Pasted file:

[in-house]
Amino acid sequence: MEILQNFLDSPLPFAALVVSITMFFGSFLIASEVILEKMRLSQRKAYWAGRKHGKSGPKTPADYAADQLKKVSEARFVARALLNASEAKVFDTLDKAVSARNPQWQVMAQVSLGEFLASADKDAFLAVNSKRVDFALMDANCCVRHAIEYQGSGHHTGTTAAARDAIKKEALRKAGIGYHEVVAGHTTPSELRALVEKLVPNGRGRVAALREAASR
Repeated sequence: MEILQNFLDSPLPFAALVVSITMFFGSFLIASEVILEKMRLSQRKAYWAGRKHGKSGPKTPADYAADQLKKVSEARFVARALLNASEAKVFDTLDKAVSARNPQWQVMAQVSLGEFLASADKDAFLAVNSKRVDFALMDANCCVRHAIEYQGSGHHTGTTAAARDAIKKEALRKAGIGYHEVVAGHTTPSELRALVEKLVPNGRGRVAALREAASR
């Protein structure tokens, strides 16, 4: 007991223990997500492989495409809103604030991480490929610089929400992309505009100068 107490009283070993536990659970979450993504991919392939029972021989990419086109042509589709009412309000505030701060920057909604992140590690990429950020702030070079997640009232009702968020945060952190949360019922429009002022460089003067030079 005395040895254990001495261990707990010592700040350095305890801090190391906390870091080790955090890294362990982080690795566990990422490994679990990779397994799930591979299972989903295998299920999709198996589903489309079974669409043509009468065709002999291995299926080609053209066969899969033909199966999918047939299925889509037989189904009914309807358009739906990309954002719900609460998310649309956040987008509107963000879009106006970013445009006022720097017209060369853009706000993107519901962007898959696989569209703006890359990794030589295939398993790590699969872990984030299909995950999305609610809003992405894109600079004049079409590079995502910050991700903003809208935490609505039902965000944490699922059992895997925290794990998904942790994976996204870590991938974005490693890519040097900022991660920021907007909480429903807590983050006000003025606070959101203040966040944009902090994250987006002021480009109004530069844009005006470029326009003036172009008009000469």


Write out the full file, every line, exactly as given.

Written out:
[in-house]
Amino acid sequence: MEILQNFLDSPLPFAALVVSITMFFGSFLIASEVILEKMRLSQRKAYWAGRKHGKSGPKTPADYAADQLKKVSEARFVARALLNASEAKVFDTLDKAVSARNPQWQVMAQVSLGEFLASADKDAFLAVNSKRVDFALMDANCCVRHAIEYQGSGHHTGTTAAARDAIKKEALRKAGIGYHEVVAGHTTPSELRALVEKLVPNGRGRVAALREAASR
Repeated sequence: MEILQNFLDSPLPFAALVVSITMFFGSFLIASEVILEKMRLSQRKAYWAGRKHGKSGPKTPADYAADQLKKVSEARFVARALLNASEAKVFDTLDKAVSARNPQWQVMAQVSLGEFLASADKDAFLAVNSKRVDFALMDANCCVRHAIEYQGSGHHTGTTAAARDAIKKEALRKAGIGYHEVVAGHTTPSELRALVEKLVPNGRGRVAALREAASR
């Protein structure tokens, strides 16, 4: 007991223990997500492989495409809103604030991480490929610089929400992309505009100068 107490009283070993536990659970979450993504991919392939029972021989990419086109042509589709009412309000505030701060920057909604992140590690990429950020702030070079997640009232009702968020945060952190949360019922429009002022460089003067030079 005395040895254990001495261990707990010592700040350095305890801090190391906390870091080790955090890294362990982080690795566990990422490994679990990779397994799930591979299972989903295998299920999709198996589903489309079974669409043509009468065709002999291995299926080609053209066969899969033909199966999918047939299925889509037989189904009914309807358009739906990309954002719900609460998310649309956040987008509107963000879009106006970013445009006022720097017209060369853009706000993107519901962007898959696989569209703006890359990794030589295939398993790590699969872990984030299909995950999305609610809003992405894109600079004049079409590079995502910050991700903003809208935490609505039902965000944490699922059992895997925290794990998904942790994976996204870590991938974005490693890519040097900022991660920021907007909480429903807590983050006000003025606070959101203040966040944009902090994250987006002021480009109004530069844009005006470029326009003036172009008009000469």